Despite promises of a laptop with an all-day battery life coupled with an inexpensive price, Intel's ultra-low voltage processors, otherwise known as CULVs (Consumer Ultra Low Voltage), haven't exactly been living up to the hype. Part of the reason is that Intel hasn't updated their mobile line of processors with its new Core technology, instead their CULV line has simply been based on Core 2 Duo technology. That is until now.
The chipmaking giant Intel has released their new ulta-low voltage versions of its 32-nm “Nehalem” Core i3, Core i5, and Core i7 processors. This means that Intel’s premiere mainstream processors have been slightly downsized so they can now be installed inside power-sensitive ultra-portable notebook computers. These new chips not only pack a significant performance punch, which Intel says is about 30% faster than their previous ultra-low-voltage offerings, but also use 15 percent less power in the process. The new chips will be identified from their larger counterparts by their part numbers which will end with the letters "um" (i.e. Intel Core i5-430um or Intel Core i7-640um).
“Consumers crave laptops that offer style and performance, and the new 2010 Intel Core Ultra-Low Voltage processors for ultra-thin laptops delivers both, in one sleek design,” said Intel PC Client Group VP and general manager Mooly Eden, in a statement. “Not only are laptops becoming ultra-portable, but with the new processors inside, users will see faster response times and less waiting.”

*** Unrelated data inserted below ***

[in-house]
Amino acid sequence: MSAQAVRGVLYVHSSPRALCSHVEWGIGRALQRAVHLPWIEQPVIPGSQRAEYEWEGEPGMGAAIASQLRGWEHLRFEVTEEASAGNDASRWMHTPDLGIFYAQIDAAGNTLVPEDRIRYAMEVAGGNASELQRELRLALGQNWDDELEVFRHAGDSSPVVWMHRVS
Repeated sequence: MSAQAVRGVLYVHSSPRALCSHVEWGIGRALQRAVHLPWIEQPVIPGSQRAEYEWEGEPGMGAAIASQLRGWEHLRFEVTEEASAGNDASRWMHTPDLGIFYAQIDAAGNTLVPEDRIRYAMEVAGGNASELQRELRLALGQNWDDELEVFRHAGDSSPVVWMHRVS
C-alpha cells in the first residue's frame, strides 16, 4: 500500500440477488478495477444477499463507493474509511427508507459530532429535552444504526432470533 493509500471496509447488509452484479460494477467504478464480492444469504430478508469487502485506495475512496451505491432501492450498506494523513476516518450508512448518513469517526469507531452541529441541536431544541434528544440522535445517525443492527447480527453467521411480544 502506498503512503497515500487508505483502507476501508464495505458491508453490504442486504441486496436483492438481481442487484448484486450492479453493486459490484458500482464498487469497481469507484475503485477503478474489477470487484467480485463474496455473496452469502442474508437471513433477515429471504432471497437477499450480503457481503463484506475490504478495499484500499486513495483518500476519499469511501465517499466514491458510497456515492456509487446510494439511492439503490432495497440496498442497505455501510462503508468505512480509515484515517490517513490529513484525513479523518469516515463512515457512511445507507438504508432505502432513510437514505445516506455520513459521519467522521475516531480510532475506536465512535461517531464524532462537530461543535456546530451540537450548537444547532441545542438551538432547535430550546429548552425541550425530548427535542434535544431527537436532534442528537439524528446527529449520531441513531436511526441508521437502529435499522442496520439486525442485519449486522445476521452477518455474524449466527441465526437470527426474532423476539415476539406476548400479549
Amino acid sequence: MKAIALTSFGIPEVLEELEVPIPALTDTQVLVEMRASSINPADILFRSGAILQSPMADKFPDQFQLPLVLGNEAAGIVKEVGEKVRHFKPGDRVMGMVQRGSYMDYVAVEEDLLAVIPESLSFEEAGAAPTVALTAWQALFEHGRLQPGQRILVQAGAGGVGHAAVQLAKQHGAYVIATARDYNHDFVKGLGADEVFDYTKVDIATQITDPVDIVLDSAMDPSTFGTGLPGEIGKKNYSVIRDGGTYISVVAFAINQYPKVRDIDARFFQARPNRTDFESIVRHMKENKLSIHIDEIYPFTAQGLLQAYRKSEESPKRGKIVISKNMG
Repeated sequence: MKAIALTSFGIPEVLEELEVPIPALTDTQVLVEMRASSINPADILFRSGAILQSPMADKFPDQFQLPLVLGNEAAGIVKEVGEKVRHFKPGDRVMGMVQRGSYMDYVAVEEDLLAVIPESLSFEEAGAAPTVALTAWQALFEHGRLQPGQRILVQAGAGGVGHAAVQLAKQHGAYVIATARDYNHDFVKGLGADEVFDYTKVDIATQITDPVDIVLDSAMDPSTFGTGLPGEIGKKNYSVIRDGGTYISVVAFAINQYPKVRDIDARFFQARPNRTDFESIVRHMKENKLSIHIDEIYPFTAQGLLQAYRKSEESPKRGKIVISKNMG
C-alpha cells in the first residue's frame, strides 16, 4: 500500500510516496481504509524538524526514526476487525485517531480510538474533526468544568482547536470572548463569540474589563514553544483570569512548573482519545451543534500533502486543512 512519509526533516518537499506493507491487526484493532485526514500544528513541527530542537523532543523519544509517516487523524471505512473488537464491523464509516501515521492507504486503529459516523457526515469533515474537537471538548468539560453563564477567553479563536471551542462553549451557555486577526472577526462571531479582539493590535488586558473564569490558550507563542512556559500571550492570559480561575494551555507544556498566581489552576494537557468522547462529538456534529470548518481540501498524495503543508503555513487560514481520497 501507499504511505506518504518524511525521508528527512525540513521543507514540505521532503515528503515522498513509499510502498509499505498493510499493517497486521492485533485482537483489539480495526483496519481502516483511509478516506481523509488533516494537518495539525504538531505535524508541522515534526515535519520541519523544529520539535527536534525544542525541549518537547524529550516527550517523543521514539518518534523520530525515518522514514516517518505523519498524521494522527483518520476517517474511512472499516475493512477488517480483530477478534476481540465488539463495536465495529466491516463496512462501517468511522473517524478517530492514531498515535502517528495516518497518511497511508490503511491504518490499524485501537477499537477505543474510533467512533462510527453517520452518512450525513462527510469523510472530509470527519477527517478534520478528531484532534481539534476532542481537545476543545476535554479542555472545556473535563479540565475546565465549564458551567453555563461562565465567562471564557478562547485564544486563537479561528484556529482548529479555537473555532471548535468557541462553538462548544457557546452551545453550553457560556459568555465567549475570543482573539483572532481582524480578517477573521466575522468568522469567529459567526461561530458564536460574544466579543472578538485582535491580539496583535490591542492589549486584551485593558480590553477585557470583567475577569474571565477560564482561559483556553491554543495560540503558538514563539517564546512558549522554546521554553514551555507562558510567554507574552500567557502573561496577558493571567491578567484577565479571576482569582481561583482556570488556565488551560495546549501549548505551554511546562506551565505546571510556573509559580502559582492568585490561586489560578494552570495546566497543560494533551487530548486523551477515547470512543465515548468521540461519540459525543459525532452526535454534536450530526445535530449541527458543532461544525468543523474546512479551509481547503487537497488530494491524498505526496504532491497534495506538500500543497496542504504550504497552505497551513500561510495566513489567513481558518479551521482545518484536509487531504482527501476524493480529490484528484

Like their bigger brethren, ULV versions of the Intel Core chips will feature Turbo Boost and Hyper-Threading technologies enabling the processors to dynamically overclock themselves and devote resources to a single processor core. In addition, the new processors will have a thermal envelope of 17W, which is at least twice as energy efficient as their standard volt Core processors. However, Intel will not be converting its ultra-thin processor offerings completely over to the Core line. ULV versions of the Celeron and Pentium processors will continue to be available to manufacturers and will still be a mainstay among many laptops in the future.
It seems the direction that Intel wants to take its new chips is towards a strange middle ground between very affordable and highly portable, yet slower-performing netbooks and even full-size traditional laptops. The MacBook Air is an example of an ultra-thin laptop that offers powerful portability but is simply too expensive for the average consumer. On the other hand, there is the Toshiba T135 series of ultra-portable laptops which seem to attract far more interest than the Macbook Air for its more reasonable price tag despite being less powerful.
Then there are ultra-thin laptops which tout enhanced performance, such as dual-core Atoms, which offer negligible performance improvements for their cost. It appears that consumers are more interested in average and smaller sized laptops which deliver on affordability. Intel promises that systems will start appearing in June equipped with their new ULV processors, so we'll see soon enough just how they stack up. Already Intel says more than 40 designs based on the chips have been confirmed and are already in the works from makers such as Acer, Lenovo, Asus, and MSI.
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